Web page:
One Nation One Law

India is an ancient civilization governed by customs and traditions. Sometimes, it is called the museum of various religions, castes, cultures and ethnic groups. If we go down the ancient period we find that India was governed only geographically and not politically. Religion played an important role in the political life of the nation and it also acted as a guide for the ruler and the ruled. Hence the law enacted at that time formed part and parcel of the religion. However, with the advent of the British rule, our nation entered the phase of modern history. The British brought new thoughts like, western education, idea of secularism, a constitution containing the rules and regulations for the people and the government, political institutions like parliament and the political thoughts like Democracy; Supremacy of the Constitution, Liberty, Equality, Justice Rule of law, etc. They formulated Indian Penal Code, i.e., codifying criminal laws in 1860. Thus, it was the first attempt to cover all the citizens of India under one law. But the civil sphere of life of all the people was left untouched. As a result of these developments a wave of nationalism arose in the minds of the people of India and with the enactment of various legislation like Government of India Act, 1935, India for the first time became a nation politically. With freedom in 1947 and enactment of the Constitution in 1950, India was born as a nation and the Constitution, the supreme law, occupied a supreme position in the political life of this nation.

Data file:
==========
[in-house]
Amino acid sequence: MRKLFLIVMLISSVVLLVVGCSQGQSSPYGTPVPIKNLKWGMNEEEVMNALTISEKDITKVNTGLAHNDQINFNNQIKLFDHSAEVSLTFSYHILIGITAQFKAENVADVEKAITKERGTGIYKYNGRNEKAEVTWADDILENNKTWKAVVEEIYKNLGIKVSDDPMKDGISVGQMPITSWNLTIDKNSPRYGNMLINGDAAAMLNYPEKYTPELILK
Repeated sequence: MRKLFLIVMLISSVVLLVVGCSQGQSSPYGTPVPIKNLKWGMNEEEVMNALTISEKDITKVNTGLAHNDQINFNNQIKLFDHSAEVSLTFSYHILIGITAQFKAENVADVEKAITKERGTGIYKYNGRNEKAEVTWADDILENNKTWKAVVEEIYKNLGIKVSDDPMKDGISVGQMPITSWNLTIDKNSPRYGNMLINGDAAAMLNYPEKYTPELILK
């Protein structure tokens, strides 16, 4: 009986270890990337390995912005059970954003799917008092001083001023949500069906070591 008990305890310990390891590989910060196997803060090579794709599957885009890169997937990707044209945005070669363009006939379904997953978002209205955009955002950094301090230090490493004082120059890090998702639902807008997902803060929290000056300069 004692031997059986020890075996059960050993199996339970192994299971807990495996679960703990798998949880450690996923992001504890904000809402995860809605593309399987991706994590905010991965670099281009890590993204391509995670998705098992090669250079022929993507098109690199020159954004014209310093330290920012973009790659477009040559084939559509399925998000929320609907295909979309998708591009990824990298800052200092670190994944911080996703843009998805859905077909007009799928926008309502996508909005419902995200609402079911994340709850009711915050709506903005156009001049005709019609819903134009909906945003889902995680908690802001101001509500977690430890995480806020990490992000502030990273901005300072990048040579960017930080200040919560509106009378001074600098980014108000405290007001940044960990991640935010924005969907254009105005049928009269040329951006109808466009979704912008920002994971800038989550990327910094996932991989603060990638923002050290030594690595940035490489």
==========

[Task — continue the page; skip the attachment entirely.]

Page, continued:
Based on the ideals like Equality, Rule of law, Justice, Liberty, etc., our Constitution made enough provisions to uphold these ideals. It is the duty of the government to enact legislation based on these principles. By keeping this in mind criminal law is made applicable to all citizens of India irrespective of race, religion, caste or sex. But considering the vast diversities in India and the ambiguous condition prevailing at the time of Independence and the communal tension rife in our country, no Uniform Civil Code for all the citizens was made.